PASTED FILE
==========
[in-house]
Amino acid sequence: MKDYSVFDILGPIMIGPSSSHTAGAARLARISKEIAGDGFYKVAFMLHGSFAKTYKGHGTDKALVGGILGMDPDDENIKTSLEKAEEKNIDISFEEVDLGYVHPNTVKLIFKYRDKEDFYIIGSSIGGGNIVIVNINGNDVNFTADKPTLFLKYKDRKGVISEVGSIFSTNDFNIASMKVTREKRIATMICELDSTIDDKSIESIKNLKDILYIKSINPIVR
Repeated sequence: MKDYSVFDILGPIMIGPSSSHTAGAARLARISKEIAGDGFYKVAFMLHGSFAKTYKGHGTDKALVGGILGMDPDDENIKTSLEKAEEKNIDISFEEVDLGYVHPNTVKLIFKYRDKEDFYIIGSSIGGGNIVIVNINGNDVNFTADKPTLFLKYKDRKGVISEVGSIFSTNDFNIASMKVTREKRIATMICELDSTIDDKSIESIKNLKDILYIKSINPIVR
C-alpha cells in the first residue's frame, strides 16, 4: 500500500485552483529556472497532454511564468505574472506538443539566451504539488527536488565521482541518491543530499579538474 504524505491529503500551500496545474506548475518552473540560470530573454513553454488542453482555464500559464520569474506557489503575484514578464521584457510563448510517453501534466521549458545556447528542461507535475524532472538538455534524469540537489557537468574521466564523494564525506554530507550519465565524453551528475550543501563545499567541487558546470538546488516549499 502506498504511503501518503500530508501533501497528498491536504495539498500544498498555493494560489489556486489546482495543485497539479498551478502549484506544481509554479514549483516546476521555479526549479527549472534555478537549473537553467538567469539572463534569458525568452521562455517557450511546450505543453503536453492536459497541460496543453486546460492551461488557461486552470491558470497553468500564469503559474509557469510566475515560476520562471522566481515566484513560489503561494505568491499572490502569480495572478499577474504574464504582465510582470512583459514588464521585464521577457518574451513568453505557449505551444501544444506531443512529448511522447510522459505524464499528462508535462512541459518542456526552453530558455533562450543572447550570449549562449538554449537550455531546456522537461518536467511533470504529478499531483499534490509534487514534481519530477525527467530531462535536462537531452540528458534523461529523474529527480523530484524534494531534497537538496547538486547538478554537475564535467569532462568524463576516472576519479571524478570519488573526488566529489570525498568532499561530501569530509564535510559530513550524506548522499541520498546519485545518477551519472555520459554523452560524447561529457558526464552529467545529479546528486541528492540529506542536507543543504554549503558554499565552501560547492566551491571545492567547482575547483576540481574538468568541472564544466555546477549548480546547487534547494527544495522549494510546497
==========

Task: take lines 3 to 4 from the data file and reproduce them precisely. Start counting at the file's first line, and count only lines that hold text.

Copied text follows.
Repeated sequence: MKDYSVFDILGPIMIGPSSSHTAGAARLARISKEIAGDGFYKVAFMLHGSFAKTYKGHGTDKALVGGILGMDPDDENIKTSLEKAEEKNIDISFEEVDLGYVHPNTVKLIFKYRDKEDFYIIGSSIGGGNIVIVNINGNDVNFTADKPTLFLKYKDRKGVISEVGSIFSTNDFNIASMKVTREKRIATMICELDSTIDDKSIESIKNLKDILYIKSINPIVR
C-alpha cells in the first residue's frame, strides 16, 4: 500500500485552483529556472497532454511564468505574472506538443539566451504539488527536488565521482541518491543530499579538474 504524505491529503500551500496545474506548475518552473540560470530573454513553454488542453482555464500559464520569474506557489503575484514578464521584457510563448510517453501534466521549458545556447528542461507535475524532472538538455534524469540537489557537468574521466564523494564525506554530507550519465565524453551528475550543501563545499567541487558546470538546488516549499 502506498504511503501518503500530508501533501497528498491536504495539498500544498498555493494560489489556486489546482495543485497539479498551478502549484506544481509554479514549483516546476521555479526549479527549472534555478537549473537553467538567469539572463534569458525568452521562455517557450511546450505543453503536453492536459497541460496543453486546460492551461488557461486552470491558470497553468500564469503559474509557469510566475515560476520562471522566481515566484513560489503561494505568491499572490502569480495572478499577474504574464504582465510582470512583459514588464521585464521577457518574451513568453505557449505551444501544444506531443512529448511522447510522459505524464499528462508535462512541459518542456526552453530558455533562450543572447550570449549562449538554449537550455531546456522537461518536467511533470504529478499531483499534490509534487514534481519530477525527467530531462535536462537531452540528458534523461529523474529527480523530484524534494531534497537538496547538486547538478554537475564535467569532462568524463576516472576519479571524478570519488573526488566529489570525498568532499561530501569530509564535510559530513550524506548522499541520498546519485545518477551519472555520459554523452560524447561529457558526464552529467545529479546528486541528492540529506542536507543543504554549503558554499565552501560547492566551491571545492567547482575547483576540481574538468568541472564544466555546477549548480546547487534547494527544495522549494510546497